While this was only the beginning of the Persian Wars, and the Greeks as a while would face a far greater threat to their freedom a decade later, the victory at Marathon had untold effects on the morale, confidence, and self-esteem of the Athenians, who would commemorate their finest hour in art and literature for centuries to come.

This...

Cover for Erôs and the Polis: Love in context Erôs and the Polis: Love in context
Ed Sanders (ed)
November 1, 2019

Arising out of a conference on ‘Erôs in Ancient Greece’, the articles in this volume share a historicizing approach to the conventions and expectations of erôs in the context of the polis, in the Archaic and Classical periods of ancient Greece.

The articles focus on (post-Homeric) Archaic and Classical poetic genres – namely lyric poetry, tragedy, and comedy – and some philosophical texts by Plato, Xenophon, and Aristotle.

They pursue a variety...

Cover for Medieval Londoners: Essays to mark the eightieth birthday of Caroline M. Barron Medieval Londoners: Essays to mark the eightieth birthday of Caroline M. Barron
Christian Steer, Elizabeth New (eds)
October 31, 2019

Medieval Londoners were a diverse group, some born in the city, and others drawn to the capital from across the realm and from overseas. For some, London became the sole focus of their lives, while others retained or developed networks and loyalties that spread far and wide. The rich evidence for the medieval city, including archaeological and documentary evidence, means that the study of London and its inhabitants remains an active field. Medieval Londoners brings together archaeologists, historians, art historians and literary scholars whose essays provide glimpses of medieval...

Cover for Creating Ethnicities & Identities in the Roman World Creating Ethnicities & Identities in the Roman World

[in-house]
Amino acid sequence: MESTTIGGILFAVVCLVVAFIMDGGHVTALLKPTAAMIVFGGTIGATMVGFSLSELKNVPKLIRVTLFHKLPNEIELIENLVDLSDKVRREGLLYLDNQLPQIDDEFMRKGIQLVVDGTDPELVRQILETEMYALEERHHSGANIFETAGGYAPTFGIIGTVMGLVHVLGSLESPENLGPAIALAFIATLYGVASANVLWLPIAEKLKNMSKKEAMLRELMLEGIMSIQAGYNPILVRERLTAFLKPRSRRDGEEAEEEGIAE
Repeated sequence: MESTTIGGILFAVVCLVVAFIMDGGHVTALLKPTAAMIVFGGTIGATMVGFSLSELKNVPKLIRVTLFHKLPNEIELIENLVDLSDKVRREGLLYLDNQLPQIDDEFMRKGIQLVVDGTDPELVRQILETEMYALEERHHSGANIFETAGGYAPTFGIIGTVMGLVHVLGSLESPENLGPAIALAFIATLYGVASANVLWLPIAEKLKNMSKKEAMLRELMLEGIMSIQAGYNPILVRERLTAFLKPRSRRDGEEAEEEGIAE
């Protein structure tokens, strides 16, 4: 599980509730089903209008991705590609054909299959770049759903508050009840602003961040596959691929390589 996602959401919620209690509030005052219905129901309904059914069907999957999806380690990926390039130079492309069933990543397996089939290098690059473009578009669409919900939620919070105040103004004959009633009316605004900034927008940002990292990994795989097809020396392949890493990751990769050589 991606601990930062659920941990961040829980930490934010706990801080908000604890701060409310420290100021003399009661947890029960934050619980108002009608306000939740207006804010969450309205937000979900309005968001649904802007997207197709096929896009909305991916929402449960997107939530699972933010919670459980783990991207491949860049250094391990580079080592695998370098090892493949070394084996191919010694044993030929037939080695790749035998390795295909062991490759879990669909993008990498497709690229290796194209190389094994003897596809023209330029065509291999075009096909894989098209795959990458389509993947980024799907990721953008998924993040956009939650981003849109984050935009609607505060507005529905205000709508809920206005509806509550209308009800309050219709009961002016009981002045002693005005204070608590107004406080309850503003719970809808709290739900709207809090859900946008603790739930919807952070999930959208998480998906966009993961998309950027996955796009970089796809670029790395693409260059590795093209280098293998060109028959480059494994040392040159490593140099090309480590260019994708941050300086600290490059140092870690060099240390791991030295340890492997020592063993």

Andrew Gardner, Edward Herring, Kathryn Lomas (eds)
October 25, 2019

Questions of ethnic and cultural identities are central to the contemporary understanding of the Roman world.

The expansion of Rome across Italy, the Mediterranean, and beyond entailed encounters with a wide range of peoples. Many of these had well-established pre-conquest ethnic identities which can be compared with Roman perceptions of them. In other cases, the ethnicity of peoples conquered by Rome has been perceived almost entirely through the lenses of Roman ethnographic writing and administrative structures.

The formation of such identities, and the shaping of these...

Cover for The Family Firm: Monarchy, Mass Media and the British Public, 1932-53 The Family Firm: Monarchy, Mass Media and the British Public, 1932-53
Edward Owens
October 15, 2019

The Family Firm presents the first major historical analysis of the transformation of the royal household’s public relations strategy in the period 1932-1953. Beginning with King George V’s first Christmas broadcast, Buckingham Palace worked with the Church of England and the media to initiate a new phase in the House of Windsor’s approach to publicity.

This book also focuses on audience reception by exploring how British readers, listeners, and viewers made sense of royalty’s new...

Cover for Cultures of Anti-Racism in Latin America and the Caribbean Cultures of Anti-Racism in Latin America and the Caribbean
Peter Wade, James Scorer, Ignacio Aguiló (eds)
September 30, 2019

Latin America’s long history of showing how racism can co-exist with racial mixture and conviviality offers useful ammunition for strengthening anti-racist stances. This volume asks whether cultural production has a particular role to play within discourses and practices of anti-racism in Latin America and the Caribbean. The contributors analyse music, performance, education, language, film and art in diverse national contexts across the region.

The book also places Latin American and Caribbean racial formations within a broader global context. It shows that the region provides...

Cover for 'The Dull Duty of an Editor': Working with Webster and Dickens 'The Dull Duty of an Editor': Working with Webster and Dickens
Elizabeth Brennan
September 27, 2019
This lecture was originally published by the Institute of English Studies, University of London in 1996.